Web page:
The Giants Worst Trades
by Glenn Dickey
Jun 14, 2006

WHAT ARE the worst trades in San Francisco Giants history? Here are the four I would nominate:

--Orlando Cepeda for Ray Sadecki in 1966. Chub Feeney, then the Giants general manager, often lamented in later years that this was the only trade Giants fans remember. In fact, Feeney had good reasons to make this trade. The Giants needed a left-handed starter, and Sadecki seemed to be a young pitcher on the rise, having won 20 games in 1964. The Giants were overloaded with first baseman – Willie McCovey even had to play left field for a time – and Cepeda was having problems with his knee.

But Sadecki never found his groove in San Francisco, possibly because of pressure he felt as Giants fans reacted to the trade of Cepeda, probably the most popular Giant. In parts of four seasons, Sadecki was 32-47 for the Giants. Meanwhile, Cepeda was the National League’s Most Valuable Player in 1967 as the St. Louis Cardinals won the World Series and is now in the Hall of Fame.

--George Foster for Frank Duffy and pitcher Vern Geishert, 1971. This one was a stinker from the start. I was in the Giants locker room the day the trade was announced and players couldn’t believe it. Some were even crying at the news. The Giants believed they could deal Foster because they had a number of young outfielders coming up – Garry Maddox, Gary Mathews, Dave Kingman, among others – and they needed a backup shortstop.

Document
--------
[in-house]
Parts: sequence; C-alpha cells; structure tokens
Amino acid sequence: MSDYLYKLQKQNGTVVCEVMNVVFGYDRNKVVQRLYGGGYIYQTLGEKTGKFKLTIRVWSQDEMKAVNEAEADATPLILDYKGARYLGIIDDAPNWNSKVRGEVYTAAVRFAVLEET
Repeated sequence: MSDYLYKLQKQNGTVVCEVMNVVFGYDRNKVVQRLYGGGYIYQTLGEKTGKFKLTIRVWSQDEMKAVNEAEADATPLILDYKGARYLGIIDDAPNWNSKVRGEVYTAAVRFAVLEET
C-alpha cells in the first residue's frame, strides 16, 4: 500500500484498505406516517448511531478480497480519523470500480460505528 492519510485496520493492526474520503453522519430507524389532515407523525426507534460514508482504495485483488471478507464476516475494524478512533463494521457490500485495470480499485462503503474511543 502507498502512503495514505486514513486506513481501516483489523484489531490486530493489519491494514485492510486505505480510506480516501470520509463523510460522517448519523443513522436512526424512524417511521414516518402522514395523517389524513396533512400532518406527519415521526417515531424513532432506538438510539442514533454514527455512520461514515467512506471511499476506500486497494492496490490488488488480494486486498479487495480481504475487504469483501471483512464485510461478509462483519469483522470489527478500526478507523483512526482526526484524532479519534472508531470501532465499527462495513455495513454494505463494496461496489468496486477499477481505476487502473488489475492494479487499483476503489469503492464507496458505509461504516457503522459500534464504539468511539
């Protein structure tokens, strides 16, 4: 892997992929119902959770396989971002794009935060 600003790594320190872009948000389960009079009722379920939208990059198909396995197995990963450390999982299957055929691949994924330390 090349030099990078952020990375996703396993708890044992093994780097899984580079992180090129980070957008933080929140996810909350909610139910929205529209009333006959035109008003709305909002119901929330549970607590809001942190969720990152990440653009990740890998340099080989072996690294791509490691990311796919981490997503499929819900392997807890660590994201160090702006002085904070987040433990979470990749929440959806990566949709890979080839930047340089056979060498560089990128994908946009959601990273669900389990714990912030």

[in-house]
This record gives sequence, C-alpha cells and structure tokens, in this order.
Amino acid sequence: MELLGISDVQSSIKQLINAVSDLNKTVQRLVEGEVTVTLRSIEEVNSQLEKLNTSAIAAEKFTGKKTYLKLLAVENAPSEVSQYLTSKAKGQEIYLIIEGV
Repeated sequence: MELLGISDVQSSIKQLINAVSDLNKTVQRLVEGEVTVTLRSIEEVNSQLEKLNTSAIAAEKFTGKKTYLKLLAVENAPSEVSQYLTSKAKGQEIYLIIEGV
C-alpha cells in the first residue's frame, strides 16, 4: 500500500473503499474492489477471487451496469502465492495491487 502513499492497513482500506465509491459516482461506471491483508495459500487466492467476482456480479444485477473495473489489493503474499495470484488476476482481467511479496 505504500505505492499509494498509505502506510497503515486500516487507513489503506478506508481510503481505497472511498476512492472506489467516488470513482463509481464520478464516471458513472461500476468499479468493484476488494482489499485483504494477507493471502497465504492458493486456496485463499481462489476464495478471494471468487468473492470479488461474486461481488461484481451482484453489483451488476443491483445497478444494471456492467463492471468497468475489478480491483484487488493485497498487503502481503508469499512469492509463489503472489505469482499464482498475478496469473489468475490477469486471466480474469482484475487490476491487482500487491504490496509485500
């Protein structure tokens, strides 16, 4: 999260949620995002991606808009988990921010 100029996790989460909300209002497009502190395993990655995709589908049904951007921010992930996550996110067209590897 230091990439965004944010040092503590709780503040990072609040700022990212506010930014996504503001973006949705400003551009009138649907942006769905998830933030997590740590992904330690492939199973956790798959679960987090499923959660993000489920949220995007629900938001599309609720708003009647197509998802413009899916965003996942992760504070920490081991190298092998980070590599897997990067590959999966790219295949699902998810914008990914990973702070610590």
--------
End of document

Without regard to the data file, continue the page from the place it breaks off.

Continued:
Duffy, though, was gone after one season. Geishert never even pitched for the Giants. Foster went on to become a great power hitter with The Big Red Machine in Cincinnati, with one season in which he hit 52 home runs and had 149 RBIs, both leading the league.

--Gaylord Perry for Sam McDowell in 1972. At the time, the word was that Giants manager Charlie Fox had pushed for this trade, because as a scout, Fox had recommended signing McDowell. When I talked to Fox for the Giants history book I did that was published in early 1998, he denied that, saying it was the inner circle of owner Horace Stoneham – Rosy Ryan, Tom Sheehan – who wanted the trade. I’m inclined to believe Fox’s version.

McDowell was a goofy one. I was on a road trip with the Giants in 1972 when McDowell won a game and told writers he had thrown 85 per cent fast balls, 30 per cent curves and 15 per cent changeups. The new math, I guess. He had blazing speed in his Cleveland career, twice posting more than 300 strikeouts in a season, but he had lost that fast ball by the time he came to the Giants, possibly because he did most of his training in bars. He was only 10-8 in 1972 and 2-1 before the Giants traded him the next season. His career ended in 1975.

Meanwhile, Perry won 190 games after leaving the Giants, won Cy Young Awards in both leagues and is in the Hall of Fame.

--Joe Nathan, Boof Bonser and Francisco Liriano for catcher A. J. Pierzynski, 2004.